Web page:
I am getting the following errors when trying to run a piece of python code:

import: unable to open X server `' @ error/import.c/ImportImageCommand/366.
from: can't read /var/mail/datetime
./mixcloud.py: line 3: syntax error near unexpected token `('
./mixcloud.py: line 3: `now = datetime.now()'

The code:

import requests
from datetime import datetime,date,timedelta

now = datetime.now()

I really lack to see a problem. Is this something that my server is just having a problem with and not the code itself?

  • For the record, it works on my computer. Linux Mint 15, python 2.7.5 anaconda.
    – kevinsa5
    Oct 22 '13 at 0:42

those are errors from your command shell. you are running code through the shell, not python.

try from a python interpreter ;)

$ python
Python 2.7.5+ (default, Sep 19 2013, 13:48:49) 
[GCC 4.8.1] on linux2
Type "help", "copyright", "credits" or "license" for more information.
>>> import requests
>>> from datetime import datetime,date,timedelta
>>> now = datetime.now()

if you are using a script, you may invoke directly with python:

$ python mixcloud.py

otherwise, ensure it starts with the proper shebang line:

#!/usr/bin/env python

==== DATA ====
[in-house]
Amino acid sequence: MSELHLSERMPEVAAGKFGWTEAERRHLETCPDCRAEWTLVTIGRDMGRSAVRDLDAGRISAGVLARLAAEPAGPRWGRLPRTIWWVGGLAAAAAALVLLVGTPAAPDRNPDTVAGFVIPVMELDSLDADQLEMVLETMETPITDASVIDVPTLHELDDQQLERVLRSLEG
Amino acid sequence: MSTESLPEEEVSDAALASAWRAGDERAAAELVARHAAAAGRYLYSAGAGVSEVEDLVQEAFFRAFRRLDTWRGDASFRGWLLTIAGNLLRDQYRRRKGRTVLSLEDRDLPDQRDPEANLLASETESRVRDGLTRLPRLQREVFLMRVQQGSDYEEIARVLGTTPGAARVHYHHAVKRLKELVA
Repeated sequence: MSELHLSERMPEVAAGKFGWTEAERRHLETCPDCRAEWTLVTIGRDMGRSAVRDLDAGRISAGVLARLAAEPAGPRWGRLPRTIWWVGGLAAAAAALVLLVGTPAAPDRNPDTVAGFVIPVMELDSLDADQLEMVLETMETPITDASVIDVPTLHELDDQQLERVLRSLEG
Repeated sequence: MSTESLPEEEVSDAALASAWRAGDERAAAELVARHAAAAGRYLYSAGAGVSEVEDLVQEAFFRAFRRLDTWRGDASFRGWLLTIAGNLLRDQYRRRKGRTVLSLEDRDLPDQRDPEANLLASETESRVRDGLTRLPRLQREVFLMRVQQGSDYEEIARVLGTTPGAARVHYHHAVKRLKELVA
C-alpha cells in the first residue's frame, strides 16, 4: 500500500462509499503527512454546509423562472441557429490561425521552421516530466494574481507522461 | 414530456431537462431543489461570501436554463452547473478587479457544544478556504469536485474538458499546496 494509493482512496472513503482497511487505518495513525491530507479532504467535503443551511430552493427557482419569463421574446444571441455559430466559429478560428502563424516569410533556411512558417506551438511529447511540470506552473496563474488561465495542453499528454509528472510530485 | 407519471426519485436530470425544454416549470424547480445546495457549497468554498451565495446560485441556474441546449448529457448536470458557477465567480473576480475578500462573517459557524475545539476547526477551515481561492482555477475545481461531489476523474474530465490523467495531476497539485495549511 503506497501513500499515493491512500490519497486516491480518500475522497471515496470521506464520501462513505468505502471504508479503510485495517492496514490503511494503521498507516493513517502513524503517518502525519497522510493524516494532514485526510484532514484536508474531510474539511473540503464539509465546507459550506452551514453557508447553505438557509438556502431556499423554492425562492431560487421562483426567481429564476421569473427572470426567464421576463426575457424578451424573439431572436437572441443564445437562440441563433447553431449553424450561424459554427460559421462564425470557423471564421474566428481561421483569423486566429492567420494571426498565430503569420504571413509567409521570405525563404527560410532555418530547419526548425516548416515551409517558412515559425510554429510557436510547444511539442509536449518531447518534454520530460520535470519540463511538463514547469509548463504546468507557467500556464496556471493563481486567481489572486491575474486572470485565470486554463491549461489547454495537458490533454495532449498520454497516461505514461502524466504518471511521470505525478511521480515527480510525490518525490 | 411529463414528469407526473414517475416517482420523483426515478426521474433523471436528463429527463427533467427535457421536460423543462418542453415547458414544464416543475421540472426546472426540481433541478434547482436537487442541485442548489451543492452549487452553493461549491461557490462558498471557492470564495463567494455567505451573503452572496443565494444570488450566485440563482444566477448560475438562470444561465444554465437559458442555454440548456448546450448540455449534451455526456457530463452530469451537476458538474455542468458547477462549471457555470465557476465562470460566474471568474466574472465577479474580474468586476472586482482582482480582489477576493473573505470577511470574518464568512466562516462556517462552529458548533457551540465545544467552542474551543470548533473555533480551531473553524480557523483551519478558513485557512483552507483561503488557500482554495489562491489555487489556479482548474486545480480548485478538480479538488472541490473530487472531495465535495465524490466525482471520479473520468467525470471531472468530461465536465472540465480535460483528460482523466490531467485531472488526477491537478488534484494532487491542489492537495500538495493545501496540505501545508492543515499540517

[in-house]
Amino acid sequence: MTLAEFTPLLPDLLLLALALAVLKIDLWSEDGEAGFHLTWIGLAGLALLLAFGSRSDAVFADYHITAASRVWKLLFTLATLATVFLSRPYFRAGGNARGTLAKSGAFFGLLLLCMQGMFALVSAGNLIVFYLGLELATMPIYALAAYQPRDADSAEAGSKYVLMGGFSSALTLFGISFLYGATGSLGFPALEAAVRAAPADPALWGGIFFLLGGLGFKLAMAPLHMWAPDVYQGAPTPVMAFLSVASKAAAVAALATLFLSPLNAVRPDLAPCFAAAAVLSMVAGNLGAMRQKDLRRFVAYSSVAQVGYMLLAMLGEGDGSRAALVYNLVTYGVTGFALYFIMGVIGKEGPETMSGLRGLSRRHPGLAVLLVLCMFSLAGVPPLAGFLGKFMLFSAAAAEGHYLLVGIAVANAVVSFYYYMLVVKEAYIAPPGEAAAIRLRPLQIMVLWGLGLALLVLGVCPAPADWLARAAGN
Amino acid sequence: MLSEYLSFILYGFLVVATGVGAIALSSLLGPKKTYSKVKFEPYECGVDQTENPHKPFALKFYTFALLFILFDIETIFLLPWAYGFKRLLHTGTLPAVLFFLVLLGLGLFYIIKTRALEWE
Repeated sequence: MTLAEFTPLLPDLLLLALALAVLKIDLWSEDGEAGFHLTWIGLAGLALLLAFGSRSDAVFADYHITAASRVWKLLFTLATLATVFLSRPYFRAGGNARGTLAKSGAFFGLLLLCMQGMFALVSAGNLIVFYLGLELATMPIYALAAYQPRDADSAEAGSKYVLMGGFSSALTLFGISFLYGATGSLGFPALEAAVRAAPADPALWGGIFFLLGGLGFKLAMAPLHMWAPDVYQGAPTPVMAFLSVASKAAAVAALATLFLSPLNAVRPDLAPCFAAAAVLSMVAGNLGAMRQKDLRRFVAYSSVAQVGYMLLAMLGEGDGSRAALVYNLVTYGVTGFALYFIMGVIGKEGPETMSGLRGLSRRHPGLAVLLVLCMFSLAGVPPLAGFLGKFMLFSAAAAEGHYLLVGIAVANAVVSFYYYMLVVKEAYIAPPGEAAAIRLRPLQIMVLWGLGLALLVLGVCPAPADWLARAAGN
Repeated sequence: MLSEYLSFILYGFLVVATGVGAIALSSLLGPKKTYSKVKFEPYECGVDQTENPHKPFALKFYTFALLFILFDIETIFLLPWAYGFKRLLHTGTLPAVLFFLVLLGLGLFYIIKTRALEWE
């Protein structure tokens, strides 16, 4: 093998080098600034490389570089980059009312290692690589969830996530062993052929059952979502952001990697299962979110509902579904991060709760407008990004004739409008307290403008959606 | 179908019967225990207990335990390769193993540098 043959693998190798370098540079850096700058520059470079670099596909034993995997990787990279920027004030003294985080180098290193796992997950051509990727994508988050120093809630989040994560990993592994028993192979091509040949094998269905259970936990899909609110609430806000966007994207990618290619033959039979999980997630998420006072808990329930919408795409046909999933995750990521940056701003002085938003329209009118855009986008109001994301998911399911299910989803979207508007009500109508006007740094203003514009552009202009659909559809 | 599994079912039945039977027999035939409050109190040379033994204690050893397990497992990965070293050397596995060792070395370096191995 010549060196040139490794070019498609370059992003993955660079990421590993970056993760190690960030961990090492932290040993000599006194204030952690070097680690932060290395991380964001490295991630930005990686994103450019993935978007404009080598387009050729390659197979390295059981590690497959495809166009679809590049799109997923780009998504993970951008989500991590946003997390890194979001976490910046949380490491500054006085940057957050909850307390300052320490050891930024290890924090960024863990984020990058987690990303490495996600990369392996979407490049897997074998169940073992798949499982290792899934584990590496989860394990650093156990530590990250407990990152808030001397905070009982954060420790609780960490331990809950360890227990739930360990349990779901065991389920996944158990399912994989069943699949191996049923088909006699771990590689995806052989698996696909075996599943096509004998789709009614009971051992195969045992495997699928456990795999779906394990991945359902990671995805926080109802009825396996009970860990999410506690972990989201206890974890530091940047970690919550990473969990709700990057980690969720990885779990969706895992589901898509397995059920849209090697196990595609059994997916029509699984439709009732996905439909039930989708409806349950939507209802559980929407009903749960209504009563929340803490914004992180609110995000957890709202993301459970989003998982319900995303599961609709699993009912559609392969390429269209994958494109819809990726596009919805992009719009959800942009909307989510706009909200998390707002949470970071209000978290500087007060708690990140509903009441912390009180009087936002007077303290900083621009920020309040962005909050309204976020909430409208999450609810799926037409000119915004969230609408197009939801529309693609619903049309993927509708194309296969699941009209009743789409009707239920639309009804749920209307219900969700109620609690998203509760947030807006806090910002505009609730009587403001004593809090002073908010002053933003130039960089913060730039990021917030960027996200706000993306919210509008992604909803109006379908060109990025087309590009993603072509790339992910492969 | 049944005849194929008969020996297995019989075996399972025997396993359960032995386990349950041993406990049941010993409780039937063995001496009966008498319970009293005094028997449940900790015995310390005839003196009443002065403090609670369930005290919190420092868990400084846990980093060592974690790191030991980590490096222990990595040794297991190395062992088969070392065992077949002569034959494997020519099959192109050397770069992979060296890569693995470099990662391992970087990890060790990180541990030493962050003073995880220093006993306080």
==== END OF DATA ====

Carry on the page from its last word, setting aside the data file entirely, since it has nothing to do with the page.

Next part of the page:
... and then you can invoke it by name alone (assuming it is marked as executable):

$ ./mixcloud.py
  • 4
    For a bit more explanation: Just naming a file something.py doesn't cause it to be run as Python when you execute something.py. Everything that's not a binary (ELF, Mach-O, whatever's appropriate for your platform) is run as with the default shell (usually /bin/sh something.py) as an interpreter, unless the first line is a shebang line like #!/usr/bin/env python, in which case it will be run with what you specified (/usr/bin/env python something.py).
    – abarnert
    Oct 22 '13 at 0:44
  • 1
    One more thing: All of this is true for POSIX and POSIX-like systems only—meaning almost every platform you'll ever care about except Windows.
    – abarnert
    Oct 22 '13 at 0:44
  • Thank you. That was the problem. Oct 22 '13 at 0:45

Check whether your #! line is in the first line of your python file. I got this error because I put this line into the second line of the file.

  • 2
    I got this error because I had a space before my #!
    – Tom
    Feb 6 '19 at 8:57

I got this error when I tried to run my python script on docker with docker run. Make sure in this case that you set the entry point is set correctly:

--entrypoint /usr/bin/python

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